According to the muster roles of the 5th United States Colored Cavalry (USCC), Samuel Truehart was a slave in Frankfort, Kentucky before volunteering to serve the Union cause. It is believed that he married Mary Elliot, also of Frankfort, just prior to enlisting in the service in the late summer of 1864. At the time, Mary, a slave born in Baltimore, was a cook at a boarding house in Frankfort. Supposedly, she ran away from her owner to marry Samuel.

He enrolled in the Union army on September 11, 1864 at age twenty-one and was mustered into Company E of the 5th Regiment Cavalry of the United Stated Colored Troops on September 12, 1864 at Camp Nelson, Kentucky. Based on the date of his enlistment, it is assumed that he participated in both Burbridge’ s (9/64-10/64) and Stoneman’s (12/64) raids on Saltville. According to his compiled service record, Samuel Truehart was hospitalized at the Convalescent Camp, U.S.A. Hospital at Camp Nelson for an unknown reason from October 14, 1864 until he returned to active duty in December 1864. Truehart was mustered out on March 16, l866 in Helena, Arkansas.

Together Sam and Mary raised their four children to adulthood., Samuel died in Atchison on August 12, 1897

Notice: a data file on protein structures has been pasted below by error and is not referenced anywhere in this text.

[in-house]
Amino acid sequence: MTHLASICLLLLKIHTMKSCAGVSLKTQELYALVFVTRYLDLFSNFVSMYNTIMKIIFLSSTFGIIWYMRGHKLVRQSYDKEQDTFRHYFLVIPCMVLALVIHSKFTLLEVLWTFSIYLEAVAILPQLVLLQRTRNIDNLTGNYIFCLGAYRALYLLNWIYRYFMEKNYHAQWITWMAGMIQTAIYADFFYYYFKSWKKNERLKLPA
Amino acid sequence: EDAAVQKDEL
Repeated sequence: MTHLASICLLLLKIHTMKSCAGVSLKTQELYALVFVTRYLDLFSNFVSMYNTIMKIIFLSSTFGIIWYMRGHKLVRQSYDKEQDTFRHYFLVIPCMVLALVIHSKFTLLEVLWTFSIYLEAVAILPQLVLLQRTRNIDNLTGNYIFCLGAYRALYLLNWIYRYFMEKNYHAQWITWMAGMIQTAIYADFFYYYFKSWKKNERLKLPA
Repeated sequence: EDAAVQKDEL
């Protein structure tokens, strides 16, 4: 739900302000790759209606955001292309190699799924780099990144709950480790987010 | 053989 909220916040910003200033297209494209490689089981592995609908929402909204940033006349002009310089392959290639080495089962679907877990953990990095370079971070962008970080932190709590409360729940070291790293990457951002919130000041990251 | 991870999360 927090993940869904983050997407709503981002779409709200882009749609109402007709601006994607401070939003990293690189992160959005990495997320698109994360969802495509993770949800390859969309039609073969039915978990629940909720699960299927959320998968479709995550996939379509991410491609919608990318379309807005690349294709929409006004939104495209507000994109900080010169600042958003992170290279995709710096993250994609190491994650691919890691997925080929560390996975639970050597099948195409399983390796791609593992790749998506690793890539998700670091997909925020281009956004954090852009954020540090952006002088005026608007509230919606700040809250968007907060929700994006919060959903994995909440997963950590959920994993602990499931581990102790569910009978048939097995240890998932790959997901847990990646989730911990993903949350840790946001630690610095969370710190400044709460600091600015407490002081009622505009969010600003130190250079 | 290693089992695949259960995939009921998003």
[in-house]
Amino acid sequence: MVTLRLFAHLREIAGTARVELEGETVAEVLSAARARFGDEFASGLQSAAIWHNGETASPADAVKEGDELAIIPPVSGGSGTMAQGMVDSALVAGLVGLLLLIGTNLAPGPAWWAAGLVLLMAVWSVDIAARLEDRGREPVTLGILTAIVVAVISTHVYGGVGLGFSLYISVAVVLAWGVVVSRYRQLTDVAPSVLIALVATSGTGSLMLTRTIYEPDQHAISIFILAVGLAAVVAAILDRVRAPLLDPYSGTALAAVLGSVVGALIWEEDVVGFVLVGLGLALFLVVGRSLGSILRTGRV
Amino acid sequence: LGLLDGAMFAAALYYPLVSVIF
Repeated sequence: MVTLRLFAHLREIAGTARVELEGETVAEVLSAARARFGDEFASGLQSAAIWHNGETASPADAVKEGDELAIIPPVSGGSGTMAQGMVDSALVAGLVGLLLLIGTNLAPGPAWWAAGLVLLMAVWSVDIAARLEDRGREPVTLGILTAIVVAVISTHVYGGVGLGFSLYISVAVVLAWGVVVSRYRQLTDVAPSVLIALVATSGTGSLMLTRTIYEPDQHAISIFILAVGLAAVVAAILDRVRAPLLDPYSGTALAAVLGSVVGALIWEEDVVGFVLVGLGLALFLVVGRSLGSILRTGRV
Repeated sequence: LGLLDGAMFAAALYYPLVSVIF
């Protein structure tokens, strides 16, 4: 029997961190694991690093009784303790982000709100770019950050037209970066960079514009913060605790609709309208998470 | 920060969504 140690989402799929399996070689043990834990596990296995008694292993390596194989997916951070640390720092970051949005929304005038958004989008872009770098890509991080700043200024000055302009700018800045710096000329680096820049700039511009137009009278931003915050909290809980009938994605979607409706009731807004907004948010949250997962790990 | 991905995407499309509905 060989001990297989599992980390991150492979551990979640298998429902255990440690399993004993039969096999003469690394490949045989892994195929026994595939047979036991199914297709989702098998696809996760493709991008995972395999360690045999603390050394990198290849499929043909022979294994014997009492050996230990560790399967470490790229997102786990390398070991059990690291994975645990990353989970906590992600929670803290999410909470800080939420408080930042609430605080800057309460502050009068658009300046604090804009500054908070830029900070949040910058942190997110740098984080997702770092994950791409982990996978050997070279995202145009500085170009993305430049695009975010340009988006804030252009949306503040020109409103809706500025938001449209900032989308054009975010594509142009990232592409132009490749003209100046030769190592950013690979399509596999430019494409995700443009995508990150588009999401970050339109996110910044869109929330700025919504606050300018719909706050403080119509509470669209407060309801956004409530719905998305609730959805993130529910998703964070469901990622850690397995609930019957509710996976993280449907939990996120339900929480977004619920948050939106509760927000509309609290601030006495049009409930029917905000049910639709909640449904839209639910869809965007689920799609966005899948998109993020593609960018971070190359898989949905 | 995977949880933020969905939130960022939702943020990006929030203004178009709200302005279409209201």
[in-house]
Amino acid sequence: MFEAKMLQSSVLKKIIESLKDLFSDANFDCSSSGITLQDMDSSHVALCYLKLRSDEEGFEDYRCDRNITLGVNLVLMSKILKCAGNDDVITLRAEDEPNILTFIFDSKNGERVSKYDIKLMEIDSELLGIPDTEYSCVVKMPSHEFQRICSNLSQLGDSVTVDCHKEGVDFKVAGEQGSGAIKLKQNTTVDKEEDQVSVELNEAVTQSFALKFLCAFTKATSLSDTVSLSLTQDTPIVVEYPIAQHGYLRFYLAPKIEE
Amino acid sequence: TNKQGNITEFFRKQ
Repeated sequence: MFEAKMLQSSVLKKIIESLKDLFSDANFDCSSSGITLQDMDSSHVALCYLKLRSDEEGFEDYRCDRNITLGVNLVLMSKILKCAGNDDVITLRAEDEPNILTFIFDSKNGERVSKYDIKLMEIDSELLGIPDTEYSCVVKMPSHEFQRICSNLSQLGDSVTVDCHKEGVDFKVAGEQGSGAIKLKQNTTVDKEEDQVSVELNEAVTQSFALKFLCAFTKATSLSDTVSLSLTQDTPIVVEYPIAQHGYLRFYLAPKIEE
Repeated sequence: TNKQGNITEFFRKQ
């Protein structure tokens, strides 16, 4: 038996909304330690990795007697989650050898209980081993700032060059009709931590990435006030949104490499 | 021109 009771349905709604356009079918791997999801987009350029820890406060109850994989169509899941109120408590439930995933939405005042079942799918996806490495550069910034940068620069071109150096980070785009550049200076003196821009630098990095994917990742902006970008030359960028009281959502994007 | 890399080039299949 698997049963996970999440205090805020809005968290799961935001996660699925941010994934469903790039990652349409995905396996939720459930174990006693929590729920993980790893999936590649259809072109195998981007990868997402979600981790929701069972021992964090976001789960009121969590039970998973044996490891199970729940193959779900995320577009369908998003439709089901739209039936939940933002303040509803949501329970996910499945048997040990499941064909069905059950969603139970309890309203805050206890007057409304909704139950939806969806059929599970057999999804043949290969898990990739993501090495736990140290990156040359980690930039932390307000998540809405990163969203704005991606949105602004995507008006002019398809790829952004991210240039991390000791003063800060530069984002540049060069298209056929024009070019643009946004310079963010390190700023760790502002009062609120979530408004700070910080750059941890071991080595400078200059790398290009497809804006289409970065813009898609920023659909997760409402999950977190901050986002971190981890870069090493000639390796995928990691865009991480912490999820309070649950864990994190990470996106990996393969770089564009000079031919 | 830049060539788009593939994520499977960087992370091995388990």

Eastman Johnson (1824-1906)
“The Lord is My Shepherd” (1863)
Oil on wood
Located in the Smithsonian American Art Museum, Washington DC, United States

The title of the painting comes from Psalm 23, which begins with the line: “The Lord is my shepherd; I shall not want.” Johnson painted it just after the Emancipation Proclamation was announced in 1863. Its imagery includes an African-American man reading the first part of a Bible, possibly the Book of Exodus. He is sitting against a blue jacket, which may indicate service in the Union army. President Abraham Lincoln had recently authorized organization of the United States Colored Troops.

The First African American Regiment Recruited In Ohio

A Portion of the 127th Ohio Volunteer Infantry, later re-designated the 5th USCT, in Delaware, Ohio

Photograph showing a portion of the 127th Regiment, Ohio Volunteer Infantry (OVI). Taken in Delaware, Ohio on Sandusky Street immediately south of the Ft. Delaware Hotel, probably in 1863. The 127th Regiment OVI was the first complete African American regiment recruited in Ohio. It was later re-designated the 5th Regiment, United States Colored Troops.